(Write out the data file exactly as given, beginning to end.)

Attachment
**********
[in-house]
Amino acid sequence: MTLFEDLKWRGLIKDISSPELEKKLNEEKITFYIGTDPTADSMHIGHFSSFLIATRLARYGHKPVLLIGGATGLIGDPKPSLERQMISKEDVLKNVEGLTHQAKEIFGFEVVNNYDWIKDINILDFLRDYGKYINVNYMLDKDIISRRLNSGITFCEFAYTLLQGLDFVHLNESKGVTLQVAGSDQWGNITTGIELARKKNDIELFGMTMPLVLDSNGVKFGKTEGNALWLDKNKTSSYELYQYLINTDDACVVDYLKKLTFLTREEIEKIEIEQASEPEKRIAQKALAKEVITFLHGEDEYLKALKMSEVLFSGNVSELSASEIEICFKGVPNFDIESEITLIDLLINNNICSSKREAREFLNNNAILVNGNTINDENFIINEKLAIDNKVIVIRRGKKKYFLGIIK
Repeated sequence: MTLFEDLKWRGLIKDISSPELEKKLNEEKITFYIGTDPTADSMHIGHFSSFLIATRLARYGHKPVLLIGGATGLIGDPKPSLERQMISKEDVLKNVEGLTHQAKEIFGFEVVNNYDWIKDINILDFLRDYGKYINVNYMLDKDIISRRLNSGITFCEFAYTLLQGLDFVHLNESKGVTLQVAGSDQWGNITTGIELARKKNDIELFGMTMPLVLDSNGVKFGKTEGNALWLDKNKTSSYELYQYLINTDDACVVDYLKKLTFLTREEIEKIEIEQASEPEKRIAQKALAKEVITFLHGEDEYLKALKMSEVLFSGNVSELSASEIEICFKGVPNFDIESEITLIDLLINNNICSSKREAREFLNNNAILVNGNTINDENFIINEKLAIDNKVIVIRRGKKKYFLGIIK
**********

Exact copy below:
[in-house]
Amino acid sequence: MTLFEDLKWRGLIKDISSPELEKKLNEEKITFYIGTDPTADSMHIGHFSSFLIATRLARYGHKPVLLIGGATGLIGDPKPSLERQMISKEDVLKNVEGLTHQAKEIFGFEVVNNYDWIKDINILDFLRDYGKYINVNYMLDKDIISRRLNSGITFCEFAYTLLQGLDFVHLNESKGVTLQVAGSDQWGNITTGIELARKKNDIELFGMTMPLVLDSNGVKFGKTEGNALWLDKNKTSSYELYQYLINTDDACVVDYLKKLTFLTREEIEKIEIEQASEPEKRIAQKALAKEVITFLHGEDEYLKALKMSEVLFSGNVSELSASEIEICFKGVPNFDIESEITLIDLLINNNICSSKREAREFLNNNAILVNGNTINDENFIINEKLAIDNKVIVIRRGKKKYFLGIIK
Repeated sequence: MTLFEDLKWRGLIKDISSPELEKKLNEEKITFYIGTDPTADSMHIGHFSSFLIATRLARYGHKPVLLIGGATGLIGDPKPSLERQMISKEDVLKNVEGLTHQAKEIFGFEVVNNYDWIKDINILDFLRDYGKYINVNYMLDKDIISRRLNSGITFCEFAYTLLQGLDFVHLNESKGVTLQVAGSDQWGNITTGIELARKKNDIELFGMTMPLVLDSNGVKFGKTEGNALWLDKNKTSSYELYQYLINTDDACVVDYLKKLTFLTREEIEKIEIEQASEPEKRIAQKALAKEVITFLHGEDEYLKALKMSEVLFSGNVSELSASEIEICFKGVPNFDIESEITLIDLLINNNICSSKREAREFLNNNAILVNGNTINDENFIINEKLAIDNKVIVIRRGKKKYFLGIIK